6. Julie Rogers (actress Tanya Roberts): a fashion model from The Bronx. Moving to Los Angeles, she worked with an undercover agent to expose drug dealers within the modeling industry. After her partner is killed, she’s recruited by The Townsend Agency on a trial basis to replace Tiffany Welles.
The series ran for five seasons, with ABC canceling the show in the spring of 1981 due to declining ratings.
Back – With a Movie
Charlie’s Angels returned via the big screen, in a 2000 American action comedy directed by McG.
The film starred Cameron Diaz as Natalie Cook, Drew Barrymore as Dylan Sanders, and Lucy Liu as Alex Munday – the latest in a long line of operatives of the Charles Townsend detective agency. The premise being that new Angels are drafted in over the years, as their predecessors leave for one reason or another.
John Forsythe returned as the voice of Charlie, with Bill Murray stepping into the shoes of his go-between, Bosley.
Set in the present day, the movie adventure sees the ladies embroiled in a complex case involving enigmatic villains, voice-recognition software, and a plot to kill their boss.
The Angels of the 21st century have stepped up their game, considerably – with Matrix-level martial arts skills, and near-genius IQs.
Here’s some of both at work, in an entertaining fight scene, from the movie (courtesy of YouTube):
With a well-crafted mystery, and three stunning leads exuding glamour, mad skills, and goofy charm in equal turns, the film was a critical and box-office success.
It spawned a sequel (2003’s “Charlie’s Angels: Full Throttle”), which was notable for a cameo by Jaclyn Smith as Kelly Garrett, and the introduction of Demi Moore as former Angel turned crackpot ultra-villain Madison Lee. And not much else.
The sequel did however make enough money to whet the studio’s appetite for a television comeback.
The Short-Lived TV Revival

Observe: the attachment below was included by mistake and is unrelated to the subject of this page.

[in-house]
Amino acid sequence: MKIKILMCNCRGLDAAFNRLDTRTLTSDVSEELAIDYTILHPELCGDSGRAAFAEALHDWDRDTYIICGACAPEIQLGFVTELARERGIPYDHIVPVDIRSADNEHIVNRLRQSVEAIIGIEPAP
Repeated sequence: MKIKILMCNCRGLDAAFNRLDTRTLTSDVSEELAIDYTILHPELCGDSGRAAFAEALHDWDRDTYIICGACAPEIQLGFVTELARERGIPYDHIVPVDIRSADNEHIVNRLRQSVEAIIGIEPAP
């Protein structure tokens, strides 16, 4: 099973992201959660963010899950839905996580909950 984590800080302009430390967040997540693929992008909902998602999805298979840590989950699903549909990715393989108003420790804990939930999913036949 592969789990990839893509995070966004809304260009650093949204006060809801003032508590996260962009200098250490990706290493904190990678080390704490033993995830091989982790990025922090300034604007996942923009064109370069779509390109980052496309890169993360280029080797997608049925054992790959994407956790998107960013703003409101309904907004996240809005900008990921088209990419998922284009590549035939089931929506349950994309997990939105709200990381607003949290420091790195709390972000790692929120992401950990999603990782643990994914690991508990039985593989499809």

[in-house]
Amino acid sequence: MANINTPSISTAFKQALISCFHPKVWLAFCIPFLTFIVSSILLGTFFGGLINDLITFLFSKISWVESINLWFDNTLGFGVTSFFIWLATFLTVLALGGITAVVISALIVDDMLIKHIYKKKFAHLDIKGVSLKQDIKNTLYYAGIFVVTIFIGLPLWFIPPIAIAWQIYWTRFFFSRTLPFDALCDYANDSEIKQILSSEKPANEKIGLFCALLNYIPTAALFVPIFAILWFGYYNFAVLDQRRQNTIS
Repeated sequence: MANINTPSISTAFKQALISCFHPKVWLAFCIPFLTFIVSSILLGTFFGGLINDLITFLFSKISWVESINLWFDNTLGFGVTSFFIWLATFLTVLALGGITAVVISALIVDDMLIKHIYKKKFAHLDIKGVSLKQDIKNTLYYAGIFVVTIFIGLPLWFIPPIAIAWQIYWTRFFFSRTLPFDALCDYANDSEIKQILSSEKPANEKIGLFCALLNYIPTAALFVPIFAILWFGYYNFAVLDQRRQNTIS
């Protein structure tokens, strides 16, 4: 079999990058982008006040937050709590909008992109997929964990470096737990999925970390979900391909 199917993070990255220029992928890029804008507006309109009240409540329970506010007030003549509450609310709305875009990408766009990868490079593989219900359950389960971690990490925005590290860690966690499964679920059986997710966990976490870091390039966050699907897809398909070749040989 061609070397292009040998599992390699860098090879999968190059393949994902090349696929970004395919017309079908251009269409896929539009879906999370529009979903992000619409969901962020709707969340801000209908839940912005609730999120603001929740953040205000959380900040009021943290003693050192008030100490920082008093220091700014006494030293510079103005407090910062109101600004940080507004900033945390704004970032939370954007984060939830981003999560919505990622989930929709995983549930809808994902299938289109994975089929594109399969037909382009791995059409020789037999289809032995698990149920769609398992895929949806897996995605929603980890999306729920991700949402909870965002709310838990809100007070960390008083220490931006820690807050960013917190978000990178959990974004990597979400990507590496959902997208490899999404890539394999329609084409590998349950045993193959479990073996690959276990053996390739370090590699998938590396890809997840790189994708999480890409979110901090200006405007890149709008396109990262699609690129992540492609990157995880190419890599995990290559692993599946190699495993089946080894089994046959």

In November 2009, ABC announced it was considering a television revival of Charlie’s Angels, with Josh Friedman handling both writing and executive producing duties. The reboot movie’s Drew Barrymore shared co-production with Leonard Goldberg.
On May 13, 2011, ABC announced a 13-episode order for the series. The network canceled, after only four episodes.
Some Behind-the-Scenes Stuff You (Probably) Didn’t Know
* Kate Jackson – who had earned kudos for her portrayal of a cop’s wife, in popular police drama, “The Rookies” – was earmarked for a role during pre-production, and didn’t even have to audition. Initially cast as Kelly Garrett, Jackson opted instead for the role of Sabrina Duncan. That’s why the early part of the pilot episode focuses heavily on the Jaclyn Smith character; the casting change was made too late, for further rewrites.
* The show was initially titled “The Alley Cats”. But Kate Jackson suggested to the producers that the heroines should be called “angels”, instead. Jackson also came up with the idea that their boss should be a mystery man (both to the characters and the viewers), and that the Angels should receive their cases over a speaker phone.
* The Angels’ boss was originally going to be called Harry, but the title (“Harry’s Angels”) was dropped, so as not to conflict with “Harry O.”, another television detective series.
* I won’t say “cat-fight”, but stars Kate Jackson and Cheryl Ladd didn’t get along, during the show’s second season. Jackson believed the inclusion of relatively inexperienced actress Ladd had damaged the series considerably. Their animosity on-set reportedly placed great strain on the show’s producers, and their co-star Jaclyn Smith.
* The show became infamous as “Jiggle TV” or “T&A TV” (“Tits & Ass Television”), among critics who believed it had no substance other than its scantily-clad title characters. The skimpy outfits – roller derby girl, beauty pageant contestant, maid, female prisoner, or just plain old bikini – were justified as essential plot elements for the Angels, who often went undercover (so to speak).
* ABC attempted a spin-off for “Charlie’s Angels” in 1980 called “Toni’s Boys”. Essentially a gender reversal, it starred Barbara Stanwyck as Antonia “Toni” Blake, a wealthy widow and friend of Charlie Townsend’s who also ran a detective agency. The outfit was staffed by three good looking male detectives who took orders from Toni, and solved crimes in a manner similar to the Angels.
Never heard of it? No, neither had I; the show wasn’t picked up.
Well, that’s your lot, for now.
See you, for the next one.